Classic Horror Stories
The stuff of nightmares
We offer here synopses of a trio of thrillers we judge to be timeless and terrifying
by Bram Stoker (1897)
Long before Stephenie Meyer wrote the “Twilight” series and teenage girls everywhere began to swoon for hunky vampires, Bram Stoker horrified readers with his tale of Count Dracula, who fed upon the blood of the innocent … until he met his match in Professor Van Helsing and his gang of fearless fang-fighters. Stoker claimed that he got his idea for a vampire-aristocrat from a dream he had after eating crab meat with mayonnaise. Stephenie Meyer also claims that her series was inspired by a dream — but she has yet to mention any nefarious seafood dishes.
Dracula is an example of “Invasion Literature,” or literature about European continental influences (in this case, vampirism) on England. One would think that a Victorian-era novel would be prim and proper, but one would be surprised: Dracula is a regular bodice-ripper (or, at the very least, a collar-ripper).
Frankenstein; or, The Modern Prometheus
by Mary Wollstonecraft Shelley (1818)
In 1816, Mary Wollstonecraft Godwin; her son, William Shelley; her lover, Percy Bysshe Shelley; and her pregnant step-sister, Clair Clairmont, traveled to Lake Geneva to meet with Lord Byron — a friend and Clairmont’s lover. Driven indoors by foul weather, the group engaged in a contest to see who could write the best horror story. Godwin, who later married Shelley, began to write “Frankenstein”; or, “The Modern Prometheus.” This tale wraps gothic horror, romantic literature and science fiction into one epistolary bundle. The author claimed that her inspiration for the book came from — you guessed it — a dream she’d had.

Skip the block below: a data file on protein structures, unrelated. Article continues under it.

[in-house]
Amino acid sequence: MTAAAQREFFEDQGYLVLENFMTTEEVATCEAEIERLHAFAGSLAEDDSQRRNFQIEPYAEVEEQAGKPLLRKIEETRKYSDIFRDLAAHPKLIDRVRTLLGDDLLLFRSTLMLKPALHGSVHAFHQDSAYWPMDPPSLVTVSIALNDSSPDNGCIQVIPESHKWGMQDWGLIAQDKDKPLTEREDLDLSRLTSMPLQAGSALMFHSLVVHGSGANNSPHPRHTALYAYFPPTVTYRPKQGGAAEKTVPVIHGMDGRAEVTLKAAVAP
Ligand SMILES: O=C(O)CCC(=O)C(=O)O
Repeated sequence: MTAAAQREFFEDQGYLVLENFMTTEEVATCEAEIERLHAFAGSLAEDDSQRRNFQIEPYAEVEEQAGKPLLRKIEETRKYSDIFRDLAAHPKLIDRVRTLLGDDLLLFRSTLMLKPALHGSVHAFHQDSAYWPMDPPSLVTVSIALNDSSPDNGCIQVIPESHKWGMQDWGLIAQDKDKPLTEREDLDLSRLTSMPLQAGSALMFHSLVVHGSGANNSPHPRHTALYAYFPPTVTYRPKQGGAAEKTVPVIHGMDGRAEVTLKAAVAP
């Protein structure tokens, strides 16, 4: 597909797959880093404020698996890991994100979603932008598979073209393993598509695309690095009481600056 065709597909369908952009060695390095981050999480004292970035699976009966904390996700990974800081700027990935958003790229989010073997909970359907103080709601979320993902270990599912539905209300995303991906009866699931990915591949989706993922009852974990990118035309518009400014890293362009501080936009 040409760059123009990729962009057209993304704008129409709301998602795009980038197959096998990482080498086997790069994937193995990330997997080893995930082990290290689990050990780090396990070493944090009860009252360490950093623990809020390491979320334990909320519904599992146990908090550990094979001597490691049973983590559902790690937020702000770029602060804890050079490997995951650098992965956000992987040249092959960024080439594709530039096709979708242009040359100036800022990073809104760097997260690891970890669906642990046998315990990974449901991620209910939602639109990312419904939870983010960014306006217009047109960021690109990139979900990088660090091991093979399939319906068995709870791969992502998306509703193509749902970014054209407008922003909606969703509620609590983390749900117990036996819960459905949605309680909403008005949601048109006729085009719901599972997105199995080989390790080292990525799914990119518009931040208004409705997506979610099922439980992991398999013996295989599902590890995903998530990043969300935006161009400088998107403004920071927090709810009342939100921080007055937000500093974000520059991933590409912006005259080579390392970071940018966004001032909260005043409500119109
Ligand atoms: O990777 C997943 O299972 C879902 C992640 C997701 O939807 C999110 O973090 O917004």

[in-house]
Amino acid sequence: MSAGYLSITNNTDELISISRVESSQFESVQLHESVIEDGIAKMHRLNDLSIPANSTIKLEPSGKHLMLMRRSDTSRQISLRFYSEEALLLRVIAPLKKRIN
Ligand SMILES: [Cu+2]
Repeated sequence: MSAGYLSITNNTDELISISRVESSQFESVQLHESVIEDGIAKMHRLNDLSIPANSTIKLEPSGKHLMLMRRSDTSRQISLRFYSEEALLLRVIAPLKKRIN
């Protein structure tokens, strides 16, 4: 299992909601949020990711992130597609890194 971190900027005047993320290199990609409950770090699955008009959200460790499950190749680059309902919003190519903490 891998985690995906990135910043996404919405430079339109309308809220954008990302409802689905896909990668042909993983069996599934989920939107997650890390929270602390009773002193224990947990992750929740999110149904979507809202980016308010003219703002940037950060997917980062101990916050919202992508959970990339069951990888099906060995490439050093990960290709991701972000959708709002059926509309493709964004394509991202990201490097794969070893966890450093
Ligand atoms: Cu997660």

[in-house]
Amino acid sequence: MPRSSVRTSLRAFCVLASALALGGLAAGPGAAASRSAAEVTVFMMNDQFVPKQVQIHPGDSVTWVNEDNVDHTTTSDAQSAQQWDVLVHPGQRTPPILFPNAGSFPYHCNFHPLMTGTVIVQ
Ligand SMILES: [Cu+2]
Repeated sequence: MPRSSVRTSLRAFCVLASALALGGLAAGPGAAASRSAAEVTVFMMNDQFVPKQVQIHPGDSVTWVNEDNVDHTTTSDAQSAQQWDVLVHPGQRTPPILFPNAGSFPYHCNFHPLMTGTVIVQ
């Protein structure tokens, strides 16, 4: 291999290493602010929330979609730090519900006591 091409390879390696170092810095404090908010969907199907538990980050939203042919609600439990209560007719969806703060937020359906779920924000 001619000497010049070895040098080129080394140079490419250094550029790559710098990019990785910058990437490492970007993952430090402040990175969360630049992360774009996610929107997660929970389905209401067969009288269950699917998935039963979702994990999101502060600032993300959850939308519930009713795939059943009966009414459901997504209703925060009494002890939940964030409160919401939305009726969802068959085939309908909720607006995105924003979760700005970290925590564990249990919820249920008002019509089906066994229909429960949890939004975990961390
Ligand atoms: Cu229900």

Popular culture would have us believe that Frankenstein is the name of the monster in this novel, but it’s actually the name of the man who created the monster. The creature is never given a name — a microcosm for his overall plight.
The Strange Tale of Dr. Jekyll and Mr. Hyde
by Robert Louis Stevenson (1886)
Legend has it that one night, Robert Louis Stevenson had a nightmare and cried out in his sleep. When his wife awoke him, he was distraught, for she had ruined a “fine bogey tale.” The next morning, Stevenson began to write “The Strange Tale of Dr. Jekyll and Mr. Hyde.” The novella was finished in a matter of days and was submitted to Stevenson’s publisher within weeks.
Contrary to popular thought, the “two” title characters in this story aren’t polar opposites, with Dr. Jekyll representing good, and his alter ego, Mr. Hyde, representing evil; rather, there is both good and evil in Dr. Jekyll, just like there is in any man. But it’s no ordinary man — nor is it an ordinary medical doctor with chemistry skills — who can create a tincture that isolates the good and the evil aspects of human nature and strengthens whichever aspect is more abundant. Unfortunately, because Dr. Jekyll was feeling naughty when he drank his potion, the evil within him took over, and he transformed into wicked Mr. Hyde.
Halloween at the Library
Dress your little ones in costume and head to Leon County Collins Main Library, 200 W. Park Ave. at 10:30 a.m. on Tuesday and Wednesday, Oct. 25 and 26, for a Halloween-themed story time, followed by a costume parade throughout the library!